models to fit what you have in mind for your camping experience.
up the Coyote just south of Greeley for a straight shot up CO Highway 34 through
Loveland and uphill to Estes Park. Jerry Ostermiller gave me the tour of the
Coyote, and showed how it all worked from the canopy that can turn into a
carport to the drop down rear ramp door screen that lets you take the party
inside and have your own screened porch to listen to the night sounds of nature.
That's a lot of camping machine which lists for around $18,000, less than many
slide in campers. The model I
pulled had the straight axles giving me plenty of clearance for missing the
rocks and logs I towed around driving on some of the off-roads on the way to
Estes Park and the Rocky Mountain National Park.
Jerry Ostermiller shows me how
to set up the Sportster for camping.
Looks like the next
evolutionary step up from tent trailers
service folks at Economy RV hooked me up to a Prodigy brake controller so I
could enjoy the scenery coming down the mountain without testing the
Aviator's YAW! The travel trailer pulled easy and braked well. For first timers
you would want to buy an aftermarket wider mirror than what comes on most SUV's.
I could see out the right mirror well but I would "wag the tail" to see what's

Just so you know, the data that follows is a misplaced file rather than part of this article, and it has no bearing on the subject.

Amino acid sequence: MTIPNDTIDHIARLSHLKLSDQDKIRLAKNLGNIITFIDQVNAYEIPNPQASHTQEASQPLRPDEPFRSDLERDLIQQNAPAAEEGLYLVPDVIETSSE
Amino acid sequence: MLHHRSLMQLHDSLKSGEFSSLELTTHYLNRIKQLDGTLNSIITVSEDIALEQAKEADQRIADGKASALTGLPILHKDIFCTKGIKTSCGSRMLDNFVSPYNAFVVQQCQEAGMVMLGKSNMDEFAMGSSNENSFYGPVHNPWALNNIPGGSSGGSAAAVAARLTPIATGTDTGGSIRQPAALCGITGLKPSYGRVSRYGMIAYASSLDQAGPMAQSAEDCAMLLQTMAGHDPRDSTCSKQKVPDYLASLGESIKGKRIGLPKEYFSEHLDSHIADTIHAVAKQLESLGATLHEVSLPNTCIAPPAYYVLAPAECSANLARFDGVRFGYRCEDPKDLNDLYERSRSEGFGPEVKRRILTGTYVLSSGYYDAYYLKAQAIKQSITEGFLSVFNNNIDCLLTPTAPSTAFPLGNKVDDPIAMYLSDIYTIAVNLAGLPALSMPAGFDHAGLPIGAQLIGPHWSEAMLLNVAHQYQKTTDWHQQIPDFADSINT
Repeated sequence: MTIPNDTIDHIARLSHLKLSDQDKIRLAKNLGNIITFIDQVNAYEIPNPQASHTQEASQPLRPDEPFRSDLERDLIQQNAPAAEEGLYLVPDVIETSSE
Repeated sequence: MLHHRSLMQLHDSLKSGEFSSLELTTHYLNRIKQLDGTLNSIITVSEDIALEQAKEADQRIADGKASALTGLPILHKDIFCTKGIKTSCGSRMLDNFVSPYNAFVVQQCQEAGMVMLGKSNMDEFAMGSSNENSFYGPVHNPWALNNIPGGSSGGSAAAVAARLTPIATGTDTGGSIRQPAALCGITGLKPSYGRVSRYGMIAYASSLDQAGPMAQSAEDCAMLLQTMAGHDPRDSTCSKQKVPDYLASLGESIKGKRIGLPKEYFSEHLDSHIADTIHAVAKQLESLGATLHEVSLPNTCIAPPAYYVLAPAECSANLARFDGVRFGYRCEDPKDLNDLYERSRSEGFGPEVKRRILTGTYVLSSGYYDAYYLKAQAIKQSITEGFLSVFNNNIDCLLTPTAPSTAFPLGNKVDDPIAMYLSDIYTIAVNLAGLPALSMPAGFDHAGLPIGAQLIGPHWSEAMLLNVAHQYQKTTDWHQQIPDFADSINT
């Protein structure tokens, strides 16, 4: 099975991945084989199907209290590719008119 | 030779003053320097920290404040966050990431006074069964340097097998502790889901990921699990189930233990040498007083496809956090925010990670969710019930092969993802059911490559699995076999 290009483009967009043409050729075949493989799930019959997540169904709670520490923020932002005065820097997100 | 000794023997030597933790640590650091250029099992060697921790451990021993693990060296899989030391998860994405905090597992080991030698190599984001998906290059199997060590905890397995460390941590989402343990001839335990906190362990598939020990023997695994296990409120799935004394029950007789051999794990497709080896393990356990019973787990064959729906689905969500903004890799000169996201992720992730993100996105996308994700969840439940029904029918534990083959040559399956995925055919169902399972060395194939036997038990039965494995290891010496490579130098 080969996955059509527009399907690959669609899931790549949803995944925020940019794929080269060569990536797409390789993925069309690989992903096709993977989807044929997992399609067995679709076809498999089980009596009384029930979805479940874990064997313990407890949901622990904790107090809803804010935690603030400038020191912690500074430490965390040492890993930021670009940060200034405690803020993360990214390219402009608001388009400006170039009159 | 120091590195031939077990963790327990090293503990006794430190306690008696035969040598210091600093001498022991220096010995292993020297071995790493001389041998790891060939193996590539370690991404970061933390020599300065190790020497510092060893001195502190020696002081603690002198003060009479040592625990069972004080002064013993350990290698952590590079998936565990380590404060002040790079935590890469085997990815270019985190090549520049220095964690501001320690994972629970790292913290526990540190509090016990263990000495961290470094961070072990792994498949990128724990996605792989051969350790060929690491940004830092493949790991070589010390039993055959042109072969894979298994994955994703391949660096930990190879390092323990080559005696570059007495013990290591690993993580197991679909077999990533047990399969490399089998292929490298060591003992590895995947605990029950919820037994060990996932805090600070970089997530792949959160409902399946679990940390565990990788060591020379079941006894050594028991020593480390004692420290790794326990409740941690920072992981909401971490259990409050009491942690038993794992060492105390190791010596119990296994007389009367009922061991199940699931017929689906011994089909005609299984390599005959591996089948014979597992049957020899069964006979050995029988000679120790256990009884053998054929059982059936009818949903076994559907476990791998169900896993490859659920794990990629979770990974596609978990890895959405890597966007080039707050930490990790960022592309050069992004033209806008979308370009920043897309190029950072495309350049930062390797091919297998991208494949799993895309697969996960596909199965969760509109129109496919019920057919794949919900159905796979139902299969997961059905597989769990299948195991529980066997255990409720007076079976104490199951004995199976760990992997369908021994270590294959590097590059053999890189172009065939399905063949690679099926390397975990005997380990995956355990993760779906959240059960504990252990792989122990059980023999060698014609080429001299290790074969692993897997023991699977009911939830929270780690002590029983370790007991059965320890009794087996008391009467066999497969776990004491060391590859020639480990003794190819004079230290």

behind me on the drivers side. I took the curvy road to Estes in my usual
fashion with no problems leaning into curves in controlled easy cruising. In the city
of Estes Park In August there are thousands of tourists any day of the week.
Pulling a trailer through all the traffic and up and down to the many side shops
was all possible and I even backed into a couple of parking spots of course to
find my favorite caramel apples at the Chocolate Factory.
The 18' canopy was easy to set
up and the legs can be staked down straight for an instant car port or
cranked down on one end to let the rain run by.
Everything folds out of the
way to load and tie down your toys, (ATV, motorcycle) the couches turn into
a giant bed or two small ones.
You've got to cook outside to
be truly camping out.
The main bed will span from
wall to wall, my grand kids would like that. Note one of the tie downs on
the floor for your ATV.
Outside shower is handy for
you and your fish. It's wisely located where it can be used to cleanup the
I come here to watch water
run, this being the Big Thomson River and of course the caramel apples. This
one from the Chocolate Factory covered in walnuts. Work work work but I do
take a break from a long day of fresh mountain air, white water and air
conditioned seats to stop and eat my vitamin filled nutritious caramel
Parked here in front of Estes
Ark a popular place to find stuffed animals
Estes Park, next door to the
Rocky Mountain National Park, has plenty of horses to ride. My girls and I
have trotted up and down the mountain getting very close to the Elk that hang
out close to and in town.
I couldn't leave Estes Park
without seeing the Stanley Hotel. Nice museum there with the Stanley
Steamer, (car not carpet cleaner). Steven King wrote the Shining here and
filmed the second movie here. My wife & I celebrated an anniversary here.
A special thanks to Don, Gary and Rich Schwartz of Economy
RV (45 years young in business) for the Coyote Sportster and Jerry Ostermiller
in sales there
© Copyright 2003 H. Kent Sundling and
MrTruck.net/com All rights reserved including digital rights.